“What is AEW? Is it like WWE?“
These are two of the most common questions you’ll from fans trying to get back into professional wrestling. Whether they are lifelong WWE fans, lapsed fans from WCW or TNA or simply brand-new potential customers for the product, the name AEW constantly comes up in topics of conversation.
This is not unjustified. With Tony Khan at the wheel, All Elite Wrestling has become one of the best wrestling companies in the world, with some of the top wrestlers from the US and abroad wrestling on a weekly basis.
It may be overwhelming to try and get into a TV show that is celebrating its fifth year in 2024. Well, you’re in luck! This page will be your ultimate guide to All Elite Wrestling, teaching you exactly what AEW is, the history of the company, which wrestlers you need to watch out for and how you can watch all the top wrestlers in the world.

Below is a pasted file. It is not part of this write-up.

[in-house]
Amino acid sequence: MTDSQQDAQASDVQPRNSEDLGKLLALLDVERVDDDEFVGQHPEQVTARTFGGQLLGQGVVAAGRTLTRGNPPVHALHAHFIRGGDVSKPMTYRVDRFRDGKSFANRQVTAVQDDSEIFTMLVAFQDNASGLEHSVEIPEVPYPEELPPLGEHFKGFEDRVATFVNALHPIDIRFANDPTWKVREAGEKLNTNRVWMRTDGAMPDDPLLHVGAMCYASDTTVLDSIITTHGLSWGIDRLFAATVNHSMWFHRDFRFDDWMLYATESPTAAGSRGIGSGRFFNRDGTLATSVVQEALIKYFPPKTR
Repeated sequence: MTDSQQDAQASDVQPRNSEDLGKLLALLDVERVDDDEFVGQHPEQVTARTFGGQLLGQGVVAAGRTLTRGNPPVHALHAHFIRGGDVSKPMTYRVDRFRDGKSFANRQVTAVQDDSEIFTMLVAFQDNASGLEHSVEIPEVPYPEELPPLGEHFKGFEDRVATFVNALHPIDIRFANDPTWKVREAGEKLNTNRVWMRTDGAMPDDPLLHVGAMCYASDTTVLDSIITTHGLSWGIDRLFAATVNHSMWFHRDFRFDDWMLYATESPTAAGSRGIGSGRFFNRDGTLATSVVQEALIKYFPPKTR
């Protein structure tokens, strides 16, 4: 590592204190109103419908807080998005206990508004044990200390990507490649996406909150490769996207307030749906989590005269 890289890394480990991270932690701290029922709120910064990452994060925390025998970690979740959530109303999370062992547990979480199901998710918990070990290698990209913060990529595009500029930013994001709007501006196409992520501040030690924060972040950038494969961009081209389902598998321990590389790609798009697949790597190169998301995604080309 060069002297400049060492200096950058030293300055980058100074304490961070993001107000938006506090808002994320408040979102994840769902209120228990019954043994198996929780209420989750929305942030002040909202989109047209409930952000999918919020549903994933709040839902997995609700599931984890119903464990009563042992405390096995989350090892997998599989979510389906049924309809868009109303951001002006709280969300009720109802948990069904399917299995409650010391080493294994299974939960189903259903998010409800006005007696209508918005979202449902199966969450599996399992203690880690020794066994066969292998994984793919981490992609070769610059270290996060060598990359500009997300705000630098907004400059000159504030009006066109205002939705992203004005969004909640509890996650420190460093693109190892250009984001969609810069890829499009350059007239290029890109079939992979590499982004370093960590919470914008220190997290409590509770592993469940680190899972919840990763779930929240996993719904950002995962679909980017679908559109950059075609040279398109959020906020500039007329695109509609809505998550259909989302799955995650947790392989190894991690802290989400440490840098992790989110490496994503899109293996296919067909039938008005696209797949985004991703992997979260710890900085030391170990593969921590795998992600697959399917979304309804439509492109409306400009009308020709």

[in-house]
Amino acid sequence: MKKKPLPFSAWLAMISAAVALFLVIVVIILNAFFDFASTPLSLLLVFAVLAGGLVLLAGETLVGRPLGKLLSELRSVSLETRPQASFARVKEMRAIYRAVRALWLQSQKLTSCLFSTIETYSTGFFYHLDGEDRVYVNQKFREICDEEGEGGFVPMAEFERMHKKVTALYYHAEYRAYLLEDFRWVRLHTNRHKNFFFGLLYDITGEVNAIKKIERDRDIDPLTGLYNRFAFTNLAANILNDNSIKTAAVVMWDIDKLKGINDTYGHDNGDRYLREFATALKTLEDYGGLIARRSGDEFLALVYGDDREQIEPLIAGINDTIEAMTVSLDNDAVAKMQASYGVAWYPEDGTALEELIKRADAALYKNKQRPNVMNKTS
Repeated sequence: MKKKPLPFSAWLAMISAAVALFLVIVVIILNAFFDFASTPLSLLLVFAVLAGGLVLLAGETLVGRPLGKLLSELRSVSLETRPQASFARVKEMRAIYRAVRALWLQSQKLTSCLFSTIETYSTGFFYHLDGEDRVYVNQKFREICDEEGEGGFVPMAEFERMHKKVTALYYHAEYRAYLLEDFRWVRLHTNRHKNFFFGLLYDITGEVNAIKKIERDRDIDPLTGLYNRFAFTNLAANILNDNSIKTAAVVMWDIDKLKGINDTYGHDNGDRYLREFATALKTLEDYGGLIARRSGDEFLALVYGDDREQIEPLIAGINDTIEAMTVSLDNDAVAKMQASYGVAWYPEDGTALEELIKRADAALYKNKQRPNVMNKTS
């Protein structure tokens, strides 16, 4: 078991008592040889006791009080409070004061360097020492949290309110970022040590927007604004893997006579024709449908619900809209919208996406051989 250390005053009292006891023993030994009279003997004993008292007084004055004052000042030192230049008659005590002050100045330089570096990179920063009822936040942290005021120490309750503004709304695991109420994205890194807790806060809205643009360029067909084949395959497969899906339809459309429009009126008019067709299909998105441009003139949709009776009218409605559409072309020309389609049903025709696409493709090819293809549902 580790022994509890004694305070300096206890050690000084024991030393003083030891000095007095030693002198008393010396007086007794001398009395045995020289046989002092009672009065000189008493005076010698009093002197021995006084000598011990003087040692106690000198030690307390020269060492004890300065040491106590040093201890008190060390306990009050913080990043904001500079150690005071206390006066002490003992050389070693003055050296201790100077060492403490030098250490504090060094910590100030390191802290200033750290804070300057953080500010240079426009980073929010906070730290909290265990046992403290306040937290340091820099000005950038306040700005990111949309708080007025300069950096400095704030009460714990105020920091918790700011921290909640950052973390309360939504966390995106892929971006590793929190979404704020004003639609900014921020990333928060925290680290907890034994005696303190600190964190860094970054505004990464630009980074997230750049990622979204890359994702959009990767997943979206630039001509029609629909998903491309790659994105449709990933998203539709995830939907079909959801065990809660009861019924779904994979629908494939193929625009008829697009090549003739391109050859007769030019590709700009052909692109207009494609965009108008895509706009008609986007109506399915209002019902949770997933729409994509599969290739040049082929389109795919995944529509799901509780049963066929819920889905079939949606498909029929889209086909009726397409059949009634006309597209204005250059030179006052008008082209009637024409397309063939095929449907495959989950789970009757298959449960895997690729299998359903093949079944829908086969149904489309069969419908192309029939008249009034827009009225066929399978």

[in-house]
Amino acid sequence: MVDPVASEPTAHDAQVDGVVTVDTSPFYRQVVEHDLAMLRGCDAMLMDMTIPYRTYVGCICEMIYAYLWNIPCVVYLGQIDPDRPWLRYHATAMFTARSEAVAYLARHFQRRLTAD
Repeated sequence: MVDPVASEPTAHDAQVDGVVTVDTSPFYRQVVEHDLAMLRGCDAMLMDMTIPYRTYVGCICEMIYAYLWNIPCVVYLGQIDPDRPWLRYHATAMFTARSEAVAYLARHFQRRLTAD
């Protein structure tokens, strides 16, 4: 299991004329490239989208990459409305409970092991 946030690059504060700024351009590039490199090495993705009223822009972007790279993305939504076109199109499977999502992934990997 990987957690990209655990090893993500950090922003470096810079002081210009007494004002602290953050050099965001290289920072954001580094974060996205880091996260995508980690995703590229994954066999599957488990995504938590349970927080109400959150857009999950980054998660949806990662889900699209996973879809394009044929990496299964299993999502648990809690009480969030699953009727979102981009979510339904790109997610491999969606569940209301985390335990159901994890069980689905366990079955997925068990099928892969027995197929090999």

What Is AEW?
AEW stands for All Elite Wrestling, and is one of the biggest professional wrestling companies in the world today.
Founded in 2019, the company has grown from a pipe dream from a fanatical owner, to a multi-billion dollar company that has drawn the biggest crowd in wrestling history.
AEW presents professional wrestling matches on a weekly basis, on three separate TV shows – Dynamite, Rampage and Collision – broadcast to millions of viewers in the United States alone.
Since 2019, AEW has focused on being an alternative product to the WWE, rather than a direct competitor. Due to the WWE’s monopoly over the wrestling world since purchasing WCW in 2001, a number of wrestling fans have felt left out and walked away from watching wrestling entirely.
AEW managed to carve out its own niche as being a company where the fans can watch fantastic wrestling matches from some of the best wrestlers all over the world. This includes stars from the USA, Mexico, Great Britain and Japan, as well as multiple other nations.
How Did AEW Start?
AEW was started by Tony Khan, the Senior President of Football and Analytics of the Jacksonville Jaguars and vice-chairman and director of football operations of Fulham FC.
His business experience was mainly in the two variations of football, but Khan had always been a lifelong wrestling fan. He was a huge fan of ECW as a child, begging his dad to take him to as many matches as he could.